How Robert De Niro Showed Meryl Streep The Kind Of Actor She Wanted To Be

We talk a great deal nowadays about audience identification with a movie. If a person who is on screen looks and sounds like me, then I am able to connect with that character and care about their story, because, in a way, it is my story too. This mentality runs through the minds of many aspiring actors. They think, "I can do that," because someone they resemble is doing it. In certain instances, this line of thinking can be extremely valuable, particularly for marginalized communities who rarely are afforded the opportunity to see similarly marginalized people in film, television, theatre, or other narrative art.

But it can also be extremely limiting. If you are an actor purely looking to recreate the career of a similar actor who came before you, how are you pushing your craft forward? A diversity of inspiration makes for a more dynamic sense of empathy within someone and gives you the tools to possibly take on roles people may not think you could do.

Just look at Meryl Streep, the most celebrated female actor of the last half-century. The three-time Oscar winner finds herself transforming film after film, whether they be the most harrowing of dramas or the lightest of comedies, and committing to these characters with her entire being, not showing a shred of self-awareness or vanity. She is someone who also has helped open the doors and expand the kinds of roles women are able to play on film, as no one can really pin down what her "thing" is. Frankly, it is the career plenty of male actors have always been able to have. So it makes sense that one of Streep's major guiding lights in the business was someone quite different from her: this Italian dude from Manhattan named Robert De Niro.

An unknown electricity

The first time Meryl Streep saw Robert De Niro in a film was in the 1973 baseball film "Bang the Drum Slowly." In that picture, De Niro plays a catcher diagnosed with Hodgkin's lymphoma. He also has a strong Southern accent. Not knowing De Niro prior, Streep thought this was just who this man was. In her speech celebrating him at the unveiling of his personal archive at the Harry Ransom Center at my alma mater, The University of Texas, she said of seeing him in that picture [via The Hollywood Reporter]:

"[W]e all agreed that the kid they found in the South, non-actor, clearly non-actor, incredible performance. We thought they must have scoured Appalachia to find this guy."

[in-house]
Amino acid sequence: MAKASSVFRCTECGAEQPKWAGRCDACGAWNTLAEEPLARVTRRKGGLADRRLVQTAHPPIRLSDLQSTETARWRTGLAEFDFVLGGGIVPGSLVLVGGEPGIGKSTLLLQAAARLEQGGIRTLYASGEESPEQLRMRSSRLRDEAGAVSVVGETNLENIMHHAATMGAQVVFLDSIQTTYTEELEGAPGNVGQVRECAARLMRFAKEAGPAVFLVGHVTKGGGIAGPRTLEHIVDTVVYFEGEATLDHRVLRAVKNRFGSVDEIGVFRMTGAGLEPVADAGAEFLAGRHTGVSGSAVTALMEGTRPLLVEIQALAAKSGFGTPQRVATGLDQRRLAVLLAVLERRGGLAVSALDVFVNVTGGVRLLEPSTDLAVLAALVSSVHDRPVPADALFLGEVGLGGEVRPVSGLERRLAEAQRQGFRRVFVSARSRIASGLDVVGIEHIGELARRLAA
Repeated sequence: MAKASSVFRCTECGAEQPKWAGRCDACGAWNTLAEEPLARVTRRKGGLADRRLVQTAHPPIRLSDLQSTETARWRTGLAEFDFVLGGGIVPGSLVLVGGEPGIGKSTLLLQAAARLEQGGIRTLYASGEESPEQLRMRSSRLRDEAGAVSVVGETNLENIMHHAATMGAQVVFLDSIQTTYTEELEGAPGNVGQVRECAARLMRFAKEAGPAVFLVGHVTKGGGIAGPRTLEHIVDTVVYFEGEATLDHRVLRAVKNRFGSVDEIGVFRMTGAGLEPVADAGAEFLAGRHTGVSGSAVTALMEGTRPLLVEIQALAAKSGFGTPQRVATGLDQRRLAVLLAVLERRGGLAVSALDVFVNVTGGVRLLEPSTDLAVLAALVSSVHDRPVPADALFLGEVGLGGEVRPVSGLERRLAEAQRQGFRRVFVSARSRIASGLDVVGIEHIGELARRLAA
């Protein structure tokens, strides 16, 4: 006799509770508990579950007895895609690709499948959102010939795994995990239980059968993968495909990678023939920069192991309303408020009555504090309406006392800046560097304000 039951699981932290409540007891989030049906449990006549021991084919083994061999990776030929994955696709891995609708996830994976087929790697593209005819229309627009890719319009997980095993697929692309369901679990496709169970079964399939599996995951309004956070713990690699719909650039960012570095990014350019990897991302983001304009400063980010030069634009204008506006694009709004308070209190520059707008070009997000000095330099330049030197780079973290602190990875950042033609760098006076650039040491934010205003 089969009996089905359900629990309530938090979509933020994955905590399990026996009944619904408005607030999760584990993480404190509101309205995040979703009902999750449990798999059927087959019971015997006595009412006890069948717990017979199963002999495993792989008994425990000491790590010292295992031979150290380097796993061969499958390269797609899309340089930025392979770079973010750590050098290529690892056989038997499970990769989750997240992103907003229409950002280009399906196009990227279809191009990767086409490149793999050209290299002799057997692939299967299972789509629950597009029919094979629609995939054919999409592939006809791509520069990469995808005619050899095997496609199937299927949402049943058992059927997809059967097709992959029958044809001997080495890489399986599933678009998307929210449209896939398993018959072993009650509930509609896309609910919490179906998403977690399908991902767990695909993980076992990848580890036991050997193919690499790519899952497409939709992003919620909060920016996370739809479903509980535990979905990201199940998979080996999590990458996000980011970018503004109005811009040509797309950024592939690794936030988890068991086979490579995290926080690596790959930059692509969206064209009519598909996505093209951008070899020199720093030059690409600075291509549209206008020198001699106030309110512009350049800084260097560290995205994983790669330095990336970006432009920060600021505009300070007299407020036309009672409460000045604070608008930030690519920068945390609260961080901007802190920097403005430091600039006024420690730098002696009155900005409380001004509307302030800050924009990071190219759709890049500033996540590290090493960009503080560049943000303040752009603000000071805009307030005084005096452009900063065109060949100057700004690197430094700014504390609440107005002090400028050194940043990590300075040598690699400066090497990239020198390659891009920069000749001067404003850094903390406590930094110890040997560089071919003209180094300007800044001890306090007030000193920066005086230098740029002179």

Later that year, she goes to the cinema again to see a little movie called "Mean Streets," directed by a fresh-faced Martin Scorsese. Much to her surprise, that Southern kid from the baseball movie turns up. He isn't just some guy they plucked off the street. No, he's a proper actor, and he's an absolute dynamo. She goes on to say:

"He's a New York punk. He's absolutely mean, this fast-talking street smart guy and we were blown away. We scoured the credits and saw his name. I said, 'Oh my God.' He's Italian. He's Robert De Niro. He's an actor. And it really blew me away."

Seeing that kind of transformation from one performance to another from such a young guy helped light a fire for Meryl Streep in what kind of career she would hope to have as a working actor. If he could fully commit himself to these parts and disappear, why couldn't she do the same thing?

Her 'beacon for 50 years'

Meryl Streep reacted to the early career of Robert De Niro in the same way that a whole host of actors looked at Meryl Streep in her first film roles. Going from "Julia" to "The Deer Hunter" (where she starred opposite De Niro) to "Kramer vs. Kramer," amongst others, showed someone of incredible versatility and discipline for her craft. If Meryl Streep was in your movie, more often than not that would be a major sign that your film was worth seeing, if just for her performance alone.

Streep said in her speech, "Over the years, people have always said to me, 'What actress do you most admire? What actress' career would you like to emulate?'" While she is quick to mention a cavalcade of women she looked to for inspiration, including Geraldine Page, Maggie Smith, and Barbara Stanwyck, that is just a tad too limiting a scope for Streep:

"But, really, the second time I saw Robert De Niro, I said to myself, that's the kind of actor I wanna be. That's what I wanna do. And I wanna do it with the commitment and the passion and the skill and the beauty with which he applies to it. And he's been my beacon for 50 years."

Over their careers, the two have only appeared in tree films together: the aforementioned "The Deer Hunter," the forgotten 1984 romantic drama "Falling in Love," and most recently, in 1996's "Marvin's Room." I hope that in their later years the two are able find another project together, as their talent has clearly not diminished in any fashion (though, admittedly, De Niro's heart isn't always in the projects he does). When Streep and De Niro are on their game, there's nobody else you'd rather be watching on screen.